A system-on-chip (SoC) security can be weakened by exploiting the potential vulnerabilities of the intellectual property (IP) cores used to implement the design and interaction among the IPs. These vulnerabilities not only increase the security verification effort but also can increase design complexity and time-to-market. The design and verification engineers should be knowledgeable about potential vulnerabilities and threat models at the early SoC design life cycle to protect their designs from potential attacks. However, currently, there is no publicly available repository that can be used as a base to develop such knowledge in practice. In this paper, we develop ‘SoC Security Property/Rule Database’ and make it available publicly to all researchers to facilitate and extend security verification effort to address this need. The database gathers a comprehensive security vulnerability and property list. It also provides all the corresponding design behavior that should be held in the design to ensure such vulnerabilities do not exist. The database contains 67 different vulnerability scenarios for which 105 corresponding security properties have been developed till now. This paper reviews the existing database and presents the methodologies we used to gather vulnerabilities and develop such comprehensive security properties. Additionally, this paper discusses the challenges for security verification and the utilization of this database to overcome the research challenges.
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Erik-Oliver Blass, Florian Kerschbaum, Travis Mayberry
ePrint Report ePrint Report
We consider the problem of a client querying an encrypted binary tree structure, outsourced to an untrusted server. While the server must not learn the contents of the binary tree, we also want to prevent the client from maliciously crafting a query that traverses the tree out-of-order. That is, the client should not be able to retrieve nodes outside one contiguous path from the root to a leaf. Finally, the server should not learn which path the client accesses, but is guaranteed that the access corresponds to one valid path in the tree. This is an extension of protocols such as structured encryption, where it is only guaranteed that the tree's encrypted data remains hidden from the server.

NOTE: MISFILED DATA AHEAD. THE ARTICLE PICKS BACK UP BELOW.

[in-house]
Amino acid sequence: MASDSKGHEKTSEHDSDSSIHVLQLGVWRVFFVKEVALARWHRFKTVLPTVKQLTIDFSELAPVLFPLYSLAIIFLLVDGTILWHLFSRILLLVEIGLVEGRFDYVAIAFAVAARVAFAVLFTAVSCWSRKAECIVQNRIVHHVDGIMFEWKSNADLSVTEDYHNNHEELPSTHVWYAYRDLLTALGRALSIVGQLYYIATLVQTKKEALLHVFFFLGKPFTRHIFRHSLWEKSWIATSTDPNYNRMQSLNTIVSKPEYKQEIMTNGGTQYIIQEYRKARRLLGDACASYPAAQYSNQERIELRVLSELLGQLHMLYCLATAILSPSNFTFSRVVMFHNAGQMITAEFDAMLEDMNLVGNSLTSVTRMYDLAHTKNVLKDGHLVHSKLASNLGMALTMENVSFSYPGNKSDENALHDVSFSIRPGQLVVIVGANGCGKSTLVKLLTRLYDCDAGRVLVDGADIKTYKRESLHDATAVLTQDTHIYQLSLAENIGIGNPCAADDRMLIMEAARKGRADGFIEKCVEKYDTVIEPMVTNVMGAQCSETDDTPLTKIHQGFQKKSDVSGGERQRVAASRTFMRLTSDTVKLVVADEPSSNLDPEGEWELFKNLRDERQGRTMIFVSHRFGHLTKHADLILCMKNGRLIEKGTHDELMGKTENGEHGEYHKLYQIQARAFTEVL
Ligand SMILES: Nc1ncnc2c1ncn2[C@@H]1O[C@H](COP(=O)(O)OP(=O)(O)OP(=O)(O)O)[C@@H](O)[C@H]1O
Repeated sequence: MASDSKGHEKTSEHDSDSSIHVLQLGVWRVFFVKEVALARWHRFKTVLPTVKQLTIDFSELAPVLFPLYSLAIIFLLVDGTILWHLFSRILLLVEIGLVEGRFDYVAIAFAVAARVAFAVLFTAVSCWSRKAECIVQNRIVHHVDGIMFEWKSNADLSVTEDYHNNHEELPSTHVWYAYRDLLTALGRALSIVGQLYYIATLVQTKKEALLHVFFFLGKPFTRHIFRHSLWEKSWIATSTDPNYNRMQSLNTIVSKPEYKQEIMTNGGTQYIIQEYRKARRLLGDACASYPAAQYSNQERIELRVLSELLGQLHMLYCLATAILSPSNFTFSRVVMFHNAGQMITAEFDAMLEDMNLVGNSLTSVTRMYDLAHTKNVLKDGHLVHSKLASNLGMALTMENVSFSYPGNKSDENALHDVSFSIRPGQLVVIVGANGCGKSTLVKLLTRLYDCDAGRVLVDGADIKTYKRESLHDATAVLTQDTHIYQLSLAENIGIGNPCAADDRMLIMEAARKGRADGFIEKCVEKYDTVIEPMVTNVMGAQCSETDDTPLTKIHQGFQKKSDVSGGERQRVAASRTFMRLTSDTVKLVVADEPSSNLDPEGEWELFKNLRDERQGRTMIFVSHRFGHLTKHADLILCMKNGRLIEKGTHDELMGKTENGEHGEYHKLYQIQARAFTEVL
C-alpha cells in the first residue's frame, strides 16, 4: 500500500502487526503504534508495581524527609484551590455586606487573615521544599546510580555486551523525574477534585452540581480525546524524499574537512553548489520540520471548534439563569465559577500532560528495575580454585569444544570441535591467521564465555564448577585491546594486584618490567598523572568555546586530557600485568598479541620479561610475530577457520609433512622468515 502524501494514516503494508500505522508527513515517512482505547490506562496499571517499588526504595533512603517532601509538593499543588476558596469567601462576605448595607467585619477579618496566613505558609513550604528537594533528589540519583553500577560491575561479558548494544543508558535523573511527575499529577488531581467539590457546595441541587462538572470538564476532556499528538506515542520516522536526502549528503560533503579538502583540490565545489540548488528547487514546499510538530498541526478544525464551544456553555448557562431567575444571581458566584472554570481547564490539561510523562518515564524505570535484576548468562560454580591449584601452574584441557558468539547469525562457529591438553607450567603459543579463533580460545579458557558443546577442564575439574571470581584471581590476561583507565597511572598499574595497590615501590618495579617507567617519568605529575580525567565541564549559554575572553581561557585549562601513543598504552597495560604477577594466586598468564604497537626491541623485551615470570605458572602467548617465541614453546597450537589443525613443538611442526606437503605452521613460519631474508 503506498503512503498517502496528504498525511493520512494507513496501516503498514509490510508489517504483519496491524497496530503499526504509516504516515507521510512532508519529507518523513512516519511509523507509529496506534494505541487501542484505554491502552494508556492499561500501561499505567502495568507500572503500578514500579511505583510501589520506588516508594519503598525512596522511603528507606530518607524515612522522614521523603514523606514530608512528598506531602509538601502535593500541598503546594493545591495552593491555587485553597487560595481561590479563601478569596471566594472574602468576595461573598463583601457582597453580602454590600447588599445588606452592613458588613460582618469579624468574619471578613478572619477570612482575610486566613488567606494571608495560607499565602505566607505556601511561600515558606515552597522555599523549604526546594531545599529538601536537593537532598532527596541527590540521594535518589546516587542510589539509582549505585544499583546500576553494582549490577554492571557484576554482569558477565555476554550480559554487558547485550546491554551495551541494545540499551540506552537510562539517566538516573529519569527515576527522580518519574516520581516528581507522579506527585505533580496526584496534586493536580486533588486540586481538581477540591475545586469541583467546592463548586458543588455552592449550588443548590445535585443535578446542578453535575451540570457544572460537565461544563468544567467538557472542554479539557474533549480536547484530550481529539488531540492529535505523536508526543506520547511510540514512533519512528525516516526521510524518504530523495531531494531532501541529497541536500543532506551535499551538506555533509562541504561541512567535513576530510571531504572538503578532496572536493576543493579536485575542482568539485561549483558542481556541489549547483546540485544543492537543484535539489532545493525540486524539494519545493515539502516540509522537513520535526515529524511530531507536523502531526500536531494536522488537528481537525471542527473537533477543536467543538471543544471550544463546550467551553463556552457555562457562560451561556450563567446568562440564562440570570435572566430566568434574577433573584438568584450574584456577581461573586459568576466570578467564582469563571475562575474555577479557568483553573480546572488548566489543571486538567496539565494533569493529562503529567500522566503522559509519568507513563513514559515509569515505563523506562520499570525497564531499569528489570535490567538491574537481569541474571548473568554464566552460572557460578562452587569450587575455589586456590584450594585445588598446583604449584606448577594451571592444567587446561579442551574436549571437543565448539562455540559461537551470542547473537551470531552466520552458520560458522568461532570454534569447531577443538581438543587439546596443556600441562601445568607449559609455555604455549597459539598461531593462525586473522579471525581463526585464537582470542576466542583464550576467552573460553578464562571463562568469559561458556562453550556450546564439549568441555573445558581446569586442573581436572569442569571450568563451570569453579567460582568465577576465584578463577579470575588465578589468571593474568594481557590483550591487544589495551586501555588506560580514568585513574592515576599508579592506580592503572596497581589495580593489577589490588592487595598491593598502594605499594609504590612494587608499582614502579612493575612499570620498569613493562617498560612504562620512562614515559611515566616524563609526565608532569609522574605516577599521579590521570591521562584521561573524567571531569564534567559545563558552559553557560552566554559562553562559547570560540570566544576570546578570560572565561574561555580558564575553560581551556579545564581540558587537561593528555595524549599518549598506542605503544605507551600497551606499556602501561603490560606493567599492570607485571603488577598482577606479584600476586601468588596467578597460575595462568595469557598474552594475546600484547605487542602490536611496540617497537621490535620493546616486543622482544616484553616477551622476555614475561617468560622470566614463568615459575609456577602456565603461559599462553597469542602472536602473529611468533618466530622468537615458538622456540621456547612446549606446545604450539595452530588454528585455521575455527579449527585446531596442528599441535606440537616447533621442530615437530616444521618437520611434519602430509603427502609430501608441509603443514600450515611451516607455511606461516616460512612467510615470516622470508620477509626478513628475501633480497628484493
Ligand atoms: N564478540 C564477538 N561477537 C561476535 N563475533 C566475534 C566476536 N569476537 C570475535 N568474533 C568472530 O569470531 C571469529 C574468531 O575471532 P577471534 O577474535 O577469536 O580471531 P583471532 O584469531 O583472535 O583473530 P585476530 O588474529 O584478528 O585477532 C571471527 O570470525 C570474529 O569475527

To this end, we initiate the study of Iterative Oblivious Pseudorandom Functions (iOPRFs), new primitives providing two-sided, fully malicious security for these types of applications. We present a first, efficient iOPRF construction secure against both malicious clients and servers in the standard model, based on the DDH assumption. We demonstrate that iOPRFs are useful to implement different interesting applications, including an RFID authentication protocol and a protocol for private evaluation of outsourced decision trees. Finally, we implement and evaluate our full iOPRF construction and show that it is efficient in practice.
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Quoc Huy Do, Pedram Hosseyni, Ralf Kuesters, Guido Schmitz, Nils Wenzler, Tim Wuertele
ePrint Report ePrint Report
Payment is an essential part of e-commerce. Merchants usually rely on third-parties, so-called payment processors, who take care of transferring the payment from the customer to the merchant. How a payment processor interacts with the customer and the merchant varies a lot. Each payment processor typically invents its own protocol that has to be integrated into the merchant’s application and provides the user with a new, potentially unknown and confusing user experience.

Pushed by major companies, including Apple, Google, Mastercard, and Visa, the W3C is currently developing a new set of standards to unify the online checkout process and “streamline the user’s payment experience”. The main idea is to integrate payment as a native functionality into web browsers, referred to as the Web Payment APIs. While this new checkout process will indeed be simple and convenient from an end-user perspective, the technical realization requires rather significant changes to browsers.